Why do we need global education?
How can companies, think-tanks and municipalities contribute to a more secure, sustainable and equal world? One of the obvious answers is to take a more global perspective in education and let children and adults, including employees, explore the world and its interconnectedness practically and from various angles and critical perspectives.
This form of learning is sometimes called Global Citizenship Education or Global Development Education or just Global Education, a broader term that acknowledges the need to add a global perspective to learning, teacher training and curricula – by including the whole world, or future generations and natural ecosystems into the picture. This means that education curricula should go beyond their national perspectives. Also they need to embrace online and offline cooperation of students with their peers all around the world.
It doesn’t mean that national perspectives should be abandoned or diminished, but there is a need to enrich them by a global perspective that can help citizens, including corporate citizens, to better ground their role and search for meaning within a broader context and a more definite vision of the sustainable and prosperous future.
How to measure progress
This vision was encapsulated in the Millennium Development Goals that represented a promise of richer countries to help poorer countries develop quicker. Since 2015 international community introduced Sustainable Development Goals that operate in a more universal logic – even the rich countries need to develop further and the developed/developing dichotomy is a bit simplistic. The entrepreneur Peter Thiel provocatively asks: “Who will develop the developed countries?” Because the idea of a “developed country” indirectly implies some kind of “end of history” for that country and stagnation with not much expected progress.
But “developing a country” doesn’t mean just growing the economy without innovating it or making it more sustainable. Growth can be understood as an increase in one dimension (e.g. GDP) and development as a more qualitative and rounded growth in multiple dimensions. These can be captured by indexes such as Social Progress Index, Good Country Index and SDG Index.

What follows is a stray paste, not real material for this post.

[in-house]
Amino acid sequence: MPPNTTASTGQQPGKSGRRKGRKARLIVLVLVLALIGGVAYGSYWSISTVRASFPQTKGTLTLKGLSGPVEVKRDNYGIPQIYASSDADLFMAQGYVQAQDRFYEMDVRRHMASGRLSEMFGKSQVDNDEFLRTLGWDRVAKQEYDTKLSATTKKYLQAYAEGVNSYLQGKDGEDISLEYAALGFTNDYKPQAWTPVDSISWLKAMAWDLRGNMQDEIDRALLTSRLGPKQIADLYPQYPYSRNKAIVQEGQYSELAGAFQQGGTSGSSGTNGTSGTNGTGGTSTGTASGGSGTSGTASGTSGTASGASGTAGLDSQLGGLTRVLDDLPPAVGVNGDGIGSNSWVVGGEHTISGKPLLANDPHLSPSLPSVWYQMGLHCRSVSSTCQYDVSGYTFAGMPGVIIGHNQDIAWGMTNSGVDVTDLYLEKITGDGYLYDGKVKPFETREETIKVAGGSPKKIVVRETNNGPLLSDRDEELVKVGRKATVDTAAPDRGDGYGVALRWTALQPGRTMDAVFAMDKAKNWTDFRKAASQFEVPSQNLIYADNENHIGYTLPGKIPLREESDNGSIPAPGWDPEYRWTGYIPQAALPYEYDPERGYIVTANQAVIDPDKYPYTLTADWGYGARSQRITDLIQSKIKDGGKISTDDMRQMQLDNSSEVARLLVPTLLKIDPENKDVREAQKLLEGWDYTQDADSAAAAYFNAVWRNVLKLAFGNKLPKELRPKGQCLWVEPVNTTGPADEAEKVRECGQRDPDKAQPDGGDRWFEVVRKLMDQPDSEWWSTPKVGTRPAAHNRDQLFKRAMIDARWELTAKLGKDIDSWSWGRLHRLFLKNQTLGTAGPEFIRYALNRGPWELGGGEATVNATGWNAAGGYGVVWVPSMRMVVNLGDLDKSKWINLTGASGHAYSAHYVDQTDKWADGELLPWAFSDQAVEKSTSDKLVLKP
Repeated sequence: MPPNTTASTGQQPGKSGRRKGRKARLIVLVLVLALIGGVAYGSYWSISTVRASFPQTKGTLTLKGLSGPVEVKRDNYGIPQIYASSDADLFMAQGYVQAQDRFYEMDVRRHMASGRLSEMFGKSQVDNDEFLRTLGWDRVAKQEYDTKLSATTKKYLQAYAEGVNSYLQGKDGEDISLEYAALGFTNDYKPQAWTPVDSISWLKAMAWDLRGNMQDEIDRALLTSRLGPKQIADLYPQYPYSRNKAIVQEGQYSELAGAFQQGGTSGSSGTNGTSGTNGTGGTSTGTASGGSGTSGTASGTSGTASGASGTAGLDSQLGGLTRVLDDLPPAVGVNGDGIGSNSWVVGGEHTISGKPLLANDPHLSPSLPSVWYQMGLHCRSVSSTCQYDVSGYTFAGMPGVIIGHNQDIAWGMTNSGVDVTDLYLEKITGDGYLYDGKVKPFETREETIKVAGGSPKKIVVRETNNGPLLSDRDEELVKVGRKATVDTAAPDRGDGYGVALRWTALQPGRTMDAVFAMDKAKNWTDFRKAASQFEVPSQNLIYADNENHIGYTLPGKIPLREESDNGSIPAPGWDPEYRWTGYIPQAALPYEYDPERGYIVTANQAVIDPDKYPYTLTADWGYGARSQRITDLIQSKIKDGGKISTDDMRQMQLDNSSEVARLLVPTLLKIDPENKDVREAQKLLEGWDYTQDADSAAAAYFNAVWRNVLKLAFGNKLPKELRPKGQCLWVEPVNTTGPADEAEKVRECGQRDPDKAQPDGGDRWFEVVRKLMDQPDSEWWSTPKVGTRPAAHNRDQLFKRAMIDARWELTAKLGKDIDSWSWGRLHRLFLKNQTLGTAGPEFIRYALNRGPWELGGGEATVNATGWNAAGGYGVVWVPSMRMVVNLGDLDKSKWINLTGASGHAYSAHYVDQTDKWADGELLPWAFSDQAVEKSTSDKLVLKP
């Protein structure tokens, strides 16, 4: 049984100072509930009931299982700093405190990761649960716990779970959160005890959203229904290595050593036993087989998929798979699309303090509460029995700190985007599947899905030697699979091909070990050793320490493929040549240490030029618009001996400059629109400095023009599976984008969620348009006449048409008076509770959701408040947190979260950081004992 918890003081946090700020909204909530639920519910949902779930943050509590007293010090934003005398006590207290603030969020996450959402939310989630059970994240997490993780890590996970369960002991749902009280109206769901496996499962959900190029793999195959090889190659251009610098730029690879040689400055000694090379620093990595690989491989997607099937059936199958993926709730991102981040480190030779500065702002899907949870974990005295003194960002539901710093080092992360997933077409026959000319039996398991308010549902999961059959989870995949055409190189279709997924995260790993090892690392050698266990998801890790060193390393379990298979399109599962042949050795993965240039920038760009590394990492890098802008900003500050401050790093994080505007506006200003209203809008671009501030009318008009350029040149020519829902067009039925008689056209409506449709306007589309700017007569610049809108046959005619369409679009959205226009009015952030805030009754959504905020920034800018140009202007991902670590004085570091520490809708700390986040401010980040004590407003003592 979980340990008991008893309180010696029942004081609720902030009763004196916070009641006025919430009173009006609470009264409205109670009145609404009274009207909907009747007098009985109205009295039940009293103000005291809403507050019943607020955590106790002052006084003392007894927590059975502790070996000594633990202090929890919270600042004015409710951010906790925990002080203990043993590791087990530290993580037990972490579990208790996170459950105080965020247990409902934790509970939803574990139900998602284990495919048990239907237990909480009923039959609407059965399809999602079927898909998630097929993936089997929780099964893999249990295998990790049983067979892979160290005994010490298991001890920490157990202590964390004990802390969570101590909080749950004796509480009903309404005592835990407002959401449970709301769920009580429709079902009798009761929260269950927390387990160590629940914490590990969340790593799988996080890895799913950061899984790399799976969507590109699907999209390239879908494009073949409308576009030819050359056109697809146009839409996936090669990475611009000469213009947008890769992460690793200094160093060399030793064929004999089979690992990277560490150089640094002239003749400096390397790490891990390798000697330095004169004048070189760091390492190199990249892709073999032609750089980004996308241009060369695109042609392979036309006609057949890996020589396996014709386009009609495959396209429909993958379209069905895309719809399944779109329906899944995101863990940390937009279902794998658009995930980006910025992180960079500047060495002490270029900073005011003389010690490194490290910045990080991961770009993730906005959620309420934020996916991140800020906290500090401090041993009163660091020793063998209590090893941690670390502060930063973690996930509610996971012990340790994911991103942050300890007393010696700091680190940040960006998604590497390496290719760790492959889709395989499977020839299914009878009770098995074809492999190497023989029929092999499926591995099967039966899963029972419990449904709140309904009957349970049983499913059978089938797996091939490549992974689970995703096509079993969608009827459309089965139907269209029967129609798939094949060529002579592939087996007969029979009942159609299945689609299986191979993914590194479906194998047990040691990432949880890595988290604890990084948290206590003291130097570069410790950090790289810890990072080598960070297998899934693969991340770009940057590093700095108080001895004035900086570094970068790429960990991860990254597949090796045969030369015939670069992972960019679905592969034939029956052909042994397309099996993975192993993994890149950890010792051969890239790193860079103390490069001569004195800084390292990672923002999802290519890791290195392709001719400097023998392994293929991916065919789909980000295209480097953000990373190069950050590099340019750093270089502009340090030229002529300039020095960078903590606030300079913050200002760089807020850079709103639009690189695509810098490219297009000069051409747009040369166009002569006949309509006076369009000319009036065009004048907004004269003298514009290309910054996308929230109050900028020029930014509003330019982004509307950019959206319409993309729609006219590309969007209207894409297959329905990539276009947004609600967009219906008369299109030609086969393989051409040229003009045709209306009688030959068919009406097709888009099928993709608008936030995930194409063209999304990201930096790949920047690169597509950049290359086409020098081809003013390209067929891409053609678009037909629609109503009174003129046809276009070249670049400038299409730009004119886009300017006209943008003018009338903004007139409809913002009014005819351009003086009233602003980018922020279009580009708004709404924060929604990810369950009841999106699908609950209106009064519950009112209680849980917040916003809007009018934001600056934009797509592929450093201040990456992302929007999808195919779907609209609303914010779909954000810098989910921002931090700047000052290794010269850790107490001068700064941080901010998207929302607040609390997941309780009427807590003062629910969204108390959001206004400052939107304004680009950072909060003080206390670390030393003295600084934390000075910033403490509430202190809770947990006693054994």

Especially the Good Country Index can serve as a proxy of global education quality and a globally altruistic perspective of a certain country. It was produced by Simon Anholt, the founding figure of nation branding. GCI aims to promote a greater cooperation among countries and the idea that a no country is a completely isolated island, and therefore we all need to play an active role in solving global challenges, such as climate change.
Any active citizen or CSR practitioner can search these indexes for clues where his or her country underperforms, and for inspiration for future projects that would fit the sector he or she operates in. For example, in SDG Index Slovakia underperforms in funding research and development, in Good Country Index Slovakia underperforms among others in humanitarian aid, development cooperation and charitable giving or accepting students from poorer countries. Similarly, according to Social Progress Index, Slovakia underperforms in quality education, globally ranked universities, secondary school completion and religious freedom.
Going beyond environmental education
UNESCO in their Global Education Monitor Report 2016 provides data on SDG 4 seven targets focused on education towards sustainable development. This target has 5 elements: human rights, gender equality, culture of peace, non-violence and knowledge and skills to promote sustainable development lifestyles. The report for example mentions progress in human rights – 100 years ago only 5% of national curricula mentioned human rights as a topic, now it is 50%. But in Northern Africa or Western Asia the topic of women rights appeared in the last decade in just 10% of countries surveyed. Similarly, the topic and terms connected to gender equality appeared only in 15% of textbooks of countries surveyed. Only 8% of countries train their teachers on topics of sustainable development.
According to a recent mapping of global education in Slovakia, teachers in kindergartens focus mostly on environmental issues and see global education mostly as an environmental education. The topics of global interconnectedness or migration take currently a back seat and are rarely mentioned. At the same time our schools and teachers must grapple with the topic of fake news, hoaxes and online disinformation campaigns. But mostly the discussion just acknowledges that global interconnectedness exists and we share some responsibility for global problems.